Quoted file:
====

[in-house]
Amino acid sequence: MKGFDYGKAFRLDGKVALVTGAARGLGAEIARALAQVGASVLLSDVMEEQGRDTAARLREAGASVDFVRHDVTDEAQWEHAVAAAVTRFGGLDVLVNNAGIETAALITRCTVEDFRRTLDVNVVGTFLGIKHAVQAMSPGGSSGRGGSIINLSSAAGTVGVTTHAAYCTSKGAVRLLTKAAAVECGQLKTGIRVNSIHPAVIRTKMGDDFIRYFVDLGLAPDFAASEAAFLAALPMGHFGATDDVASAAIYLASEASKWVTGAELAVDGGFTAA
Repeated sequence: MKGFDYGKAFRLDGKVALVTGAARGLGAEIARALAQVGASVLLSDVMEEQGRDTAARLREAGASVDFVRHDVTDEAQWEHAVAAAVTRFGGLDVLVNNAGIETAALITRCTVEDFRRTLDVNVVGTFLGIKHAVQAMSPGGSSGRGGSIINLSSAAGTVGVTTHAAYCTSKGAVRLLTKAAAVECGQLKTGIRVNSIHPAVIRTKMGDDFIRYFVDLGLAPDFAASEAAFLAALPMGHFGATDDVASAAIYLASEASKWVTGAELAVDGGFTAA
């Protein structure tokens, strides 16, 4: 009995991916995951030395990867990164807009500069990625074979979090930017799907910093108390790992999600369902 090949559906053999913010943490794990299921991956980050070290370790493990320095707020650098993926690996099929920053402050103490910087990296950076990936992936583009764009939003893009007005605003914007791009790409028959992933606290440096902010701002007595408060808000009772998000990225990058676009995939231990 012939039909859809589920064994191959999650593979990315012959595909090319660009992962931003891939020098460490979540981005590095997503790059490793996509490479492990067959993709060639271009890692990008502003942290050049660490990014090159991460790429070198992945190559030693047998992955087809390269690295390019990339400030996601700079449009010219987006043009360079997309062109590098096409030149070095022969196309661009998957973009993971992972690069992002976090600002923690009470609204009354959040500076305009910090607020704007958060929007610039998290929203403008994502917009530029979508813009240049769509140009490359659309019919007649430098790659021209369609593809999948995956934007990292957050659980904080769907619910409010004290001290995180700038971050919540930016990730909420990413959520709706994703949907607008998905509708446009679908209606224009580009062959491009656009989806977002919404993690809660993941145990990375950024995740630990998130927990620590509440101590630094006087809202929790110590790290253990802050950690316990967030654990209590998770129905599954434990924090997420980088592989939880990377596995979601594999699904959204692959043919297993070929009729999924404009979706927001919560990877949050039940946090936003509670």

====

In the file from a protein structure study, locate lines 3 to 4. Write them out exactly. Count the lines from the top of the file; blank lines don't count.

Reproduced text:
Repeated sequence: MKGFDYGKAFRLDGKVALVTGAARGLGAEIARALAQVGASVLLSDVMEEQGRDTAARLREAGASVDFVRHDVTDEAQWEHAVAAAVTRFGGLDVLVNNAGIETAALITRCTVEDFRRTLDVNVVGTFLGIKHAVQAMSPGGSSGRGGSIINLSSAAGTVGVTTHAAYCTSKGAVRLLTKAAAVECGQLKTGIRVNSIHPAVIRTKMGDDFIRYFVDLGLAPDFAASEAAFLAALPMGHFGATDDVASAAIYLASEASKWVTGAELAVDGGFTAA
């Protein structure tokens, strides 16, 4: 009995991916995951030395990867990164807009500069990625074979979090930017799907910093108390790992999600369902 090949559906053999913010943490794990299921991956980050070290370790493990320095707020650098993926690996099929920053402050103490910087990296950076990936992936583009764009939003893009007005605003914007791009790409028959992933606290440096902010701002007595408060808000009772998000990225990058676009995939231990 012939039909859809589920064994191959999650593979990315012959595909090319660009992962931003891939020098460490979540981005590095997503790059490793996509490479492990067959993709060639271009890692990008502003942290050049660490990014090159991460790429070198992945190559030693047998992955087809390269690295390019990339400030996601700079449009010219987006043009360079997309062109590098096409030149070095022969196309661009998957973009993971992972690069992002976090600002923690009470609204009354959040500076305009910090607020704007958060929007610039998290929203403008994502917009530029979508813009240049769509140009490359659309019919007649430098790659021209369609593809999948995956934007990292957050659980904080769907619910409010004290001290995180700038971050919540930016990730909420990413959520709706994703949907607008998905509708446009679908209606224009580009062959491009656009989806977002919404993690809660993941145990990375950024995740630990998130927990620590509440101590630094006087809202929790110590790290253990802050950690316990967030654990209590998770129905599954434990924090997420980088592989939880990377596995979601594999699904959204692959043919297993070929009729999924404009979706927001919560990877949050039940946090936003509670």